By targeting house prices, New Zealand shows the way


The writer, Morgan Stanley Investment Management’s chief global strategist, is author of ‘The Ten Rules of Successful Nations’

Those Kiwi revolutionaries are at it again. In 1989, New Zealand’s central bank was the first to commit to a specific target for consumer price inflation, then the biggest threat to the world economy. Unions and businesses howled, saying the move would kill growth and jobs. One property developer called for a rope on which to hang central bank chief Donald Brash. 

Brash, a former fruit farmer who had seen his uncle’s life savings destroyed by inflation, held firm. By signalling the bank’s seriousness, the target helped to lower the public’s self-fulfilling expectation of endless price rises. Over two years, inflation fell from 8 to 2 per cent. The unpopular idea caught on. Soon, most central banks had adopted targets and this helped tame the global scourge of runaway prices for food, fuel and other consumer staples. 

Today, a new scourge — asset price inflation — looms. And New Zealand has launched another counterattack. While consumer prices have been held in check by globalisation and automation, easy money pouring out of central banks has been driving up the price of assets from stocks to bonds and housing. As homes are generally not counted as consumer goods, even sharp price spikes carry relatively little weight in central bank deliberations. 

Home prices have risen steadily in the pandemic, and in 12 months through to the end of January were up 19 per cent in New Zealand. The price of a typical Auckland home soared past $720,000, embarrassing Prime Minister Jacinda Ardern. 

A global political celebrity, the liberal Ardern was elected on a promise of affordable housing. Fed up, her government has ordered the central bank to add stabilising home prices to its remit, starting March 1. It is novel and healthy for a politician to recognise the unintended consequences of easy money. 

If this idea catches on, it could lead to greater financial and social stability worldwide. Decades of loose central bank policy have done less to generate growth in the real economy than in the financial markets — and those gains benefit mainly the rich.

This is widening wealth inequality, pushing homes beyond reach for the middle class, and not only in New Zealand. Of 502 international cities tracked by Numbeo, a research firm, prices are “unaffordable” (more than three times median family income) in more than 90 per cent. In recent years, the tiny minority of affordable cities has been shrinking toward zero.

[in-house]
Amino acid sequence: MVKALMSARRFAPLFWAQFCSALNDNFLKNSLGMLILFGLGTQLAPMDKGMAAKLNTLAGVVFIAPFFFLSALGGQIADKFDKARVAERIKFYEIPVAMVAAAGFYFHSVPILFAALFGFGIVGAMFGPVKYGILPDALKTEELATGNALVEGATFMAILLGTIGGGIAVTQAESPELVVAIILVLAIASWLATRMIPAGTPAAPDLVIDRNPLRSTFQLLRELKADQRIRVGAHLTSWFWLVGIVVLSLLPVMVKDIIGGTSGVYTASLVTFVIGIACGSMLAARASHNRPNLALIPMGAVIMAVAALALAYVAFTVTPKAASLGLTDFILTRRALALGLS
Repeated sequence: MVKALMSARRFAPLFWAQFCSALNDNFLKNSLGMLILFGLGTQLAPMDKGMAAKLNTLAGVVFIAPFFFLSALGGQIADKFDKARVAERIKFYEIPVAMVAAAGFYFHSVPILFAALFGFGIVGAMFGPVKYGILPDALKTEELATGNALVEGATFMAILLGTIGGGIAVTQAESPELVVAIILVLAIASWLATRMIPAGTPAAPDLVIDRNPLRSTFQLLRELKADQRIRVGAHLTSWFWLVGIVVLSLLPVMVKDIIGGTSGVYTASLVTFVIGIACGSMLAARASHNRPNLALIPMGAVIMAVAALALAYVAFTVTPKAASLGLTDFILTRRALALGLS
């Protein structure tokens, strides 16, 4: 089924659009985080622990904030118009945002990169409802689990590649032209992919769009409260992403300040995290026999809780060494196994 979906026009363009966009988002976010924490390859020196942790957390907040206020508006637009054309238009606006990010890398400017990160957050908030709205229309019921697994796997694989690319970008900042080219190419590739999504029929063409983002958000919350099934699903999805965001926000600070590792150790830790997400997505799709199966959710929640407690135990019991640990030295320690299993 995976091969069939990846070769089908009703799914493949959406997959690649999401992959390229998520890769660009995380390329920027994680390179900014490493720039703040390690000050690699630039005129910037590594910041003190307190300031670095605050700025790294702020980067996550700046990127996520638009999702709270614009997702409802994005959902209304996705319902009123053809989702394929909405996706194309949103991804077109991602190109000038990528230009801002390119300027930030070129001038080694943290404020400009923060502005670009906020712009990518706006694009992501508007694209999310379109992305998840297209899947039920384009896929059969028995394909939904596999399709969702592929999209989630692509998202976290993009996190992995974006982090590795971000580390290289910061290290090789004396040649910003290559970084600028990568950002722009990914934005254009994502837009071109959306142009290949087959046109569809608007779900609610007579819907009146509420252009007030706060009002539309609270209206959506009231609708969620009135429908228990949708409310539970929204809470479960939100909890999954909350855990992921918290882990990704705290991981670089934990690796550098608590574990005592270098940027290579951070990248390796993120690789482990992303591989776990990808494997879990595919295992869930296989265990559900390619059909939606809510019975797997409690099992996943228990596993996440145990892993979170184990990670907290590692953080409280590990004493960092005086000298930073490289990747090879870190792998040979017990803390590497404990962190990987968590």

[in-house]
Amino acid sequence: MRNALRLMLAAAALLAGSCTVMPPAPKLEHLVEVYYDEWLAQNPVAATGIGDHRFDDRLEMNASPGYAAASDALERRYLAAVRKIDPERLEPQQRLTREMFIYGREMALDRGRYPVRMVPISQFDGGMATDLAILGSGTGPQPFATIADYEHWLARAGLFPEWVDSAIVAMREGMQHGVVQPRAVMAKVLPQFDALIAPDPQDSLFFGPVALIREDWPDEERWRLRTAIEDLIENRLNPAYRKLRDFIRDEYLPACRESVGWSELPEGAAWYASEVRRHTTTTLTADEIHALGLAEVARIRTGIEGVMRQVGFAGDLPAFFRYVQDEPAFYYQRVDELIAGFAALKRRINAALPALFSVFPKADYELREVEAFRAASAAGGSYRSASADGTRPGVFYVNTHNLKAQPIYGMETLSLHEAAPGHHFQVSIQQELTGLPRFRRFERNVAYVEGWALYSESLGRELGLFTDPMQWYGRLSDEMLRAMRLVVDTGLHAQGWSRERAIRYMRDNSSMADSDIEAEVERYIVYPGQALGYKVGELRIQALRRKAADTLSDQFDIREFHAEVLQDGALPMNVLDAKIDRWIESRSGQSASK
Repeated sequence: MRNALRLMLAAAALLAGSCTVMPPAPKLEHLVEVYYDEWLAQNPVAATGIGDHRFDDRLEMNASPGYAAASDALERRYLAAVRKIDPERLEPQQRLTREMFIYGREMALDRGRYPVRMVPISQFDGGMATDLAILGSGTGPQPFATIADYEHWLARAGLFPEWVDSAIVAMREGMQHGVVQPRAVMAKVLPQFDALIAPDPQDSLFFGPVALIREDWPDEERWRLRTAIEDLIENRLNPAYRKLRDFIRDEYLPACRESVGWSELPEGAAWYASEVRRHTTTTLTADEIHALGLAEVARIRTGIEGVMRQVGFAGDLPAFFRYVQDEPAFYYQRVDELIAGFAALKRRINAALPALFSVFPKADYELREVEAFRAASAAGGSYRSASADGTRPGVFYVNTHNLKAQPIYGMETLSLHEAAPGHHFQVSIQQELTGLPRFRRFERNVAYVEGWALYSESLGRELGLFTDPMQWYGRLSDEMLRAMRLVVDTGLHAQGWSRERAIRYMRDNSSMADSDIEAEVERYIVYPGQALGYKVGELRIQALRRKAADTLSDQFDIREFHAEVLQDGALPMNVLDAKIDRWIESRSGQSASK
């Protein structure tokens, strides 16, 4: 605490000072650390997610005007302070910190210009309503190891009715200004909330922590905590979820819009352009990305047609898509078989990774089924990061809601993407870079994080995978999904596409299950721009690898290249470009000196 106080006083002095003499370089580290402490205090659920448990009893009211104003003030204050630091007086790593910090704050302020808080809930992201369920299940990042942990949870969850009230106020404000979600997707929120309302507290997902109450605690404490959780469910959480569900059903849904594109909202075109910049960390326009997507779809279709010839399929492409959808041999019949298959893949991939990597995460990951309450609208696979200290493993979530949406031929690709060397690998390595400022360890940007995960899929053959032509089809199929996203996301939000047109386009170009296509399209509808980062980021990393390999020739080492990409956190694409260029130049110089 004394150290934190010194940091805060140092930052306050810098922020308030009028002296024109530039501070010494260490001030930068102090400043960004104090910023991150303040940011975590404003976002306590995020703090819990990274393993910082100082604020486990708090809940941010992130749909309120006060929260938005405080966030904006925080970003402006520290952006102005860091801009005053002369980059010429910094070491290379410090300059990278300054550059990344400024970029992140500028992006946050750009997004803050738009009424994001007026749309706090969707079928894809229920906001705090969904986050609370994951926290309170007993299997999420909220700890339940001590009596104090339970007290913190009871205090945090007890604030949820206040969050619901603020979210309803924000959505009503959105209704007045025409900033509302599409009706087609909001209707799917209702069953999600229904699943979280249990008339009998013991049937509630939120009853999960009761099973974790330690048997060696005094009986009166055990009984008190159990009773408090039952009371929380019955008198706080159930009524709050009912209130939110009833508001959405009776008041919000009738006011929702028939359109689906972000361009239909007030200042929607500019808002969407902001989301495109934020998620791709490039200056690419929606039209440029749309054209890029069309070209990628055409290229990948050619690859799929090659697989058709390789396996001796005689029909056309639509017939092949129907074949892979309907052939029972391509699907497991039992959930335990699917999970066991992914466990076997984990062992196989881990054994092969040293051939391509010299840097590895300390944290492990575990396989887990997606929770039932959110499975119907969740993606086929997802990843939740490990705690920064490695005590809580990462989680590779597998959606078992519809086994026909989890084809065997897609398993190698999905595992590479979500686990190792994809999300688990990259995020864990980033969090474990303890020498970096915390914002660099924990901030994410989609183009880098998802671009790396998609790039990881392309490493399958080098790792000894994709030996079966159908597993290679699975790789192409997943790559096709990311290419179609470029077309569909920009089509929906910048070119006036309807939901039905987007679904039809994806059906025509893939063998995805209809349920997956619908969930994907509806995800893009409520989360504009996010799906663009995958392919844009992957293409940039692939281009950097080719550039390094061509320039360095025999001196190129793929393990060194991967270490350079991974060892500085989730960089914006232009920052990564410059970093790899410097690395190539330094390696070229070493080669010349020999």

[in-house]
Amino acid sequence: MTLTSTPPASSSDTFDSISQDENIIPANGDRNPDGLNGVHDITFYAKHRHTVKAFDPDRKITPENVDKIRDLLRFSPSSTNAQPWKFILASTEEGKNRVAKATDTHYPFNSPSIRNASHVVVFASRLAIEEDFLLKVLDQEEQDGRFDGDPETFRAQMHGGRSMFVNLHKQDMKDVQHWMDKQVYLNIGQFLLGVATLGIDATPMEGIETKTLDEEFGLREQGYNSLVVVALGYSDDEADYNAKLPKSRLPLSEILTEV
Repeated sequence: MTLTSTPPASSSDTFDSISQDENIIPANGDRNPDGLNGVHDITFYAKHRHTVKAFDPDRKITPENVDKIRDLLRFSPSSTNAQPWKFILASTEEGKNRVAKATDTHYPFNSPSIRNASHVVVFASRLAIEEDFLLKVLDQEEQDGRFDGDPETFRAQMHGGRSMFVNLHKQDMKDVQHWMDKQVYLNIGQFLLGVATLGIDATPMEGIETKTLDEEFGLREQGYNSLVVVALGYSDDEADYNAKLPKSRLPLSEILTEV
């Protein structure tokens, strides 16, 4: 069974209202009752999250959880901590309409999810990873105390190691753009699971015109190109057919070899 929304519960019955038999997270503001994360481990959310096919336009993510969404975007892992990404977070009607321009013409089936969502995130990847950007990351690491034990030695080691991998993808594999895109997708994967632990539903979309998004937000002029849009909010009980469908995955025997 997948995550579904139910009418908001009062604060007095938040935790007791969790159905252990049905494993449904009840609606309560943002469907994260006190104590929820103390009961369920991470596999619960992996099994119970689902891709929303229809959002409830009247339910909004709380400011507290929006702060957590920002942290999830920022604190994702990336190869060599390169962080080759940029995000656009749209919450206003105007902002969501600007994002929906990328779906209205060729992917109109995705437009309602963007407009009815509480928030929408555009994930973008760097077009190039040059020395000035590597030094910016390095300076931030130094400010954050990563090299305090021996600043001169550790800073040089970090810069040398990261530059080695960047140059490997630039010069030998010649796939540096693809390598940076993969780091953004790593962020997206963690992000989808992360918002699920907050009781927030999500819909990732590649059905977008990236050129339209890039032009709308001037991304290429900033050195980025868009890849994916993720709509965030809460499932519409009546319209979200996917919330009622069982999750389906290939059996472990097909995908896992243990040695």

Before the unusual 2020 recession, triggered by pandemic lockdowns, every major economic crisis in recent decades, from Japan in 1990 to the 2008 financial crisis, was preceded by a sharp run up in prices of housing or stocks or both. My research found that financial markets, fuelled by easy money, have grown since 1980 from about the same size as the global economy to four times as big. The larger markets loom, the larger the impact on the wider economy when they fall. 

Research looking back 140 years in 17 major nations has shown that before the second world war, only one in four recessions followed a bubble in housing or stocks. But as banking, particularly mortgage lending, grew to assume a pivotal role in modern economies, the dynamics changed. Since the war, more than two out of every three recessions followed a housing or stock bubble.

Housing bubbles are the worst. The $220tn global housing market is more than twice the size of the global stock market and complicated by debt. When prices fall, it can take years to clean up failed mortgages, drawing out a recession. In general, recessions that follow debt-fuelled housing booms are the longest and deepest.

Ardern’s move may not slow the housing boom soon, because supply-and-demand dynamics are too strong. But ordering the central bank to make housing price stability a higher priority is a start, and could inspire others to rethink the role easy money has played in driving financial instability. The challenge, to defuse bubbles before they become dangerous, is not as insurmountable as doubters believe. Research shows the key warning signs lie in the pace of increases in prices and debt.

Policies need to keep up with changes in the global economy. A rethink is overdue, particularly among Ardern’s fellow progressives worldwide. They have come to embrace easy money as a way to finance social programmes, but need to recognise its negative impact on financial stability, wealth inequality and housing affordability. Ardern is out front in addressing one of the downsides. As New Zealand shows the way, others would be wise to follow, again.

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